A bill that would guarantee that every student in Hawaii enough money to pay for college has cleared its first hurdle at the state Legislature.
House Bill Number 1594 was unanimously passed with amendments by the Higher Education Department last week. The bill aims to “establish the Hawaii Promise Program,” which would give money to all qualifying University of Hawaii campus students for school costs not otherwise covered by other scholarships and grants.
Justin Woodson, the Department of Higher Education Chair, and seven other representatives gathered on Feb. 9 to discuss the bill.
Meiyi Wong, a HonCC Spring semester graduate, testified in the bill’s support.
“Tuition and cost of books keeps going up,” she said. She believes that learners can grow to their fullest potential and “do jobs that they want to do” if they did not have to worry about severe monetary losses and debt.
Other scholars and citizens testified in favor of the money-saving potential of HB 1594, as well. Some were UH West Oahu and Manoa students, Leeward Community College students, and Waipahu High School juniors and seniors. Presidents and representatives of various organizations, like the Hawaiian Association for Progressive Action and the Filipino American Citizens League, also favored it.
On the day after the hearing, over 50 written testimonies, including many from UH students, were posted on the Hawaii State Legislature’s website.
Representative Woodson strongly affirmed that HB 1594 is a benefit to Hawai’i. He “[classifies] it as Hawaii’s version of free college.” Woodson also emphasized the program’s focus on the less-fortunate scholars. He said that “those who can afford college without a FAFSA…are not eligible.”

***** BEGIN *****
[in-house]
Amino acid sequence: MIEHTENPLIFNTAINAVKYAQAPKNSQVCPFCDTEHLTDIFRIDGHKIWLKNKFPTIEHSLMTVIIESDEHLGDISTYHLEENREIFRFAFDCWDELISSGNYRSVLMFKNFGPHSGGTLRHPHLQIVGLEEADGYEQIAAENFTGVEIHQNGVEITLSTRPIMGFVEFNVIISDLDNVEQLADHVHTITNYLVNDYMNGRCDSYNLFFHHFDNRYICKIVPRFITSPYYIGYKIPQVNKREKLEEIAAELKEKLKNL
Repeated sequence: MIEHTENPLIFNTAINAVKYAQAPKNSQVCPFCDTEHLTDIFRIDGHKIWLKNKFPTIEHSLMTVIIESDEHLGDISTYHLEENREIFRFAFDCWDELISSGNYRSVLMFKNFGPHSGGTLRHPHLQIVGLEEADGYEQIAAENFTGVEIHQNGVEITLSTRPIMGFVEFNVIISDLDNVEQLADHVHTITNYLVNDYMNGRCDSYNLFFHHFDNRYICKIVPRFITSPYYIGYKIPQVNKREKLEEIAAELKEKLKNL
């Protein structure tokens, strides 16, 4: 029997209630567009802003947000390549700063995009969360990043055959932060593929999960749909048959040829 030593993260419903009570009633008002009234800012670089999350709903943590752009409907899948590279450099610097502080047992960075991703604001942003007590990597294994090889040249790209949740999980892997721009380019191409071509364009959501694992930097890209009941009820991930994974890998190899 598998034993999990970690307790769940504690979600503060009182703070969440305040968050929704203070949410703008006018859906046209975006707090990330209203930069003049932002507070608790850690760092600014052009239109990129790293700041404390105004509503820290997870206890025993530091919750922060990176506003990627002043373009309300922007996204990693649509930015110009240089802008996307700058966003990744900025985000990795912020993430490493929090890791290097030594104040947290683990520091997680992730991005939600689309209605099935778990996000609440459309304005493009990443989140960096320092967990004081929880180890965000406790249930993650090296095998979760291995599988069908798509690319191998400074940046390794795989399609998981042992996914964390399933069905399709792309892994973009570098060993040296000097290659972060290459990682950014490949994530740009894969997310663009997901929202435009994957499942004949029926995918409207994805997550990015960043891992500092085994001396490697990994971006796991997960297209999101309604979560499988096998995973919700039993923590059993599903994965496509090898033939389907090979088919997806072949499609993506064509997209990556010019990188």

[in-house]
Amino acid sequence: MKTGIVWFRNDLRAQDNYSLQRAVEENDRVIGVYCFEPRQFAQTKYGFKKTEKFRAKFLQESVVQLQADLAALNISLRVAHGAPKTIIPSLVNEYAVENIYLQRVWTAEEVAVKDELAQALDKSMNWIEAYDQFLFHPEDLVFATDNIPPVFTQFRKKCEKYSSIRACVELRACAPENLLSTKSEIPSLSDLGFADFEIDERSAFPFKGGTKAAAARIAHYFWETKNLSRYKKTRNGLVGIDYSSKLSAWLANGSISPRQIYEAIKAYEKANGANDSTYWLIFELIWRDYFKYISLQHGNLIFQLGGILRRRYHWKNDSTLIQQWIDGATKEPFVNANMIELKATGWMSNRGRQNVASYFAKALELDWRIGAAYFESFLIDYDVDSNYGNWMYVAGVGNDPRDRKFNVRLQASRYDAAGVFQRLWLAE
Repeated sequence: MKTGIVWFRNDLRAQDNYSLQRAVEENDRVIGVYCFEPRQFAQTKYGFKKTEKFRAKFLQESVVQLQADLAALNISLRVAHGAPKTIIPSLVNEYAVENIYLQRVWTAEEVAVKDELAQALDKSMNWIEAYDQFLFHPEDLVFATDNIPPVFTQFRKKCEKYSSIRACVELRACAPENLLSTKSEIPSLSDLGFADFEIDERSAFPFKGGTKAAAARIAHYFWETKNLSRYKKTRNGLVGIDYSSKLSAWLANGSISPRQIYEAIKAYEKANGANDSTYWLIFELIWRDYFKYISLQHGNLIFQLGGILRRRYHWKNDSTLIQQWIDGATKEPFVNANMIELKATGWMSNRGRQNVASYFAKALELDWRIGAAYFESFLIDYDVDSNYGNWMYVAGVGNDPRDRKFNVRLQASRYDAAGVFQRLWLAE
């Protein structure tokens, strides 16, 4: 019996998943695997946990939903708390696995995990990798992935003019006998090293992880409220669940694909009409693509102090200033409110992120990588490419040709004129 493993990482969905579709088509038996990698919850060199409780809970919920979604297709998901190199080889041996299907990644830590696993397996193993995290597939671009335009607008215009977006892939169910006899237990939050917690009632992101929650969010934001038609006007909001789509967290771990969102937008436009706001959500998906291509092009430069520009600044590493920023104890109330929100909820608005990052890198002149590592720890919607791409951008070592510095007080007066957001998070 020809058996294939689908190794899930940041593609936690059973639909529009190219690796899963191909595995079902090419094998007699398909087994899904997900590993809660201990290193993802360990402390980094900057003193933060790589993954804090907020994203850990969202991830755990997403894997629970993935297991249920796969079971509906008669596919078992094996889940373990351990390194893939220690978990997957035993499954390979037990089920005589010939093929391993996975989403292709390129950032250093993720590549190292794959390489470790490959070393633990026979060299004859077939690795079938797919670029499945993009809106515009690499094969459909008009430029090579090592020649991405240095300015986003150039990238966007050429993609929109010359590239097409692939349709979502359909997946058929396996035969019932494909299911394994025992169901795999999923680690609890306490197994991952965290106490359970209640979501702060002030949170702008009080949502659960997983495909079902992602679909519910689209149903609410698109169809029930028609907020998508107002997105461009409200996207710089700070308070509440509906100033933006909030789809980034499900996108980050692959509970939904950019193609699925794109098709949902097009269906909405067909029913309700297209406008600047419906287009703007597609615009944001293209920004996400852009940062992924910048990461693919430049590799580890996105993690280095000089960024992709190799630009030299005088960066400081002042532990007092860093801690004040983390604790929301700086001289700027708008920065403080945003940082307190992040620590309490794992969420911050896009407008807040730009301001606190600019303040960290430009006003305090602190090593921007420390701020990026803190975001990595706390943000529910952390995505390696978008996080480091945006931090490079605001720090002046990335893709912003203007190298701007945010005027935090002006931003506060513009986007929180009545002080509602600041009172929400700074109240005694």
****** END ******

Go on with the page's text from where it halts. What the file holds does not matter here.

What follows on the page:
The bill works hand-in-hand with the Hawai’i Graduation Initiative (expanding Hawaii’s educational capital) and the 55 By ‘25 program (having 55% of working-age adults have a Associate’s or Bachelor’s Degree).
Amendments to HB 1594 added that “the program shall provide scholarships for the unmet direct costs…” of those at any University of Hawaii campus. According to the bill, tuition, fees books, supplies, and transportation fall under direct costs. Furthermore, qualifying students are defined as: keeping a specified 2.5 grade point average; gaining at least 30 credits in an academic year; and meeting other caveats of the given scholarships as defined by UH.
Failure of academic performance would result in scholarship probation. During this time, one must further their academic progress. UH must also factor in “social, economic, and other factors…” If the requirements are not satisfied, the student loses the scholarship and must “[reimburse] the University of Hawaii for up to two semesters of scholarship amounts” given by the program taken.
Although HB 1594 passed with the consent of every member of the hearing last Friday, but there is still more to come. The House Finance Committee still has to review the bill, and then if faces hearings in the Senate, where Woodson urged people to testify.
Woodson said he has been “looking into the intricacies of budget proposals…it looks like there’s money for it.”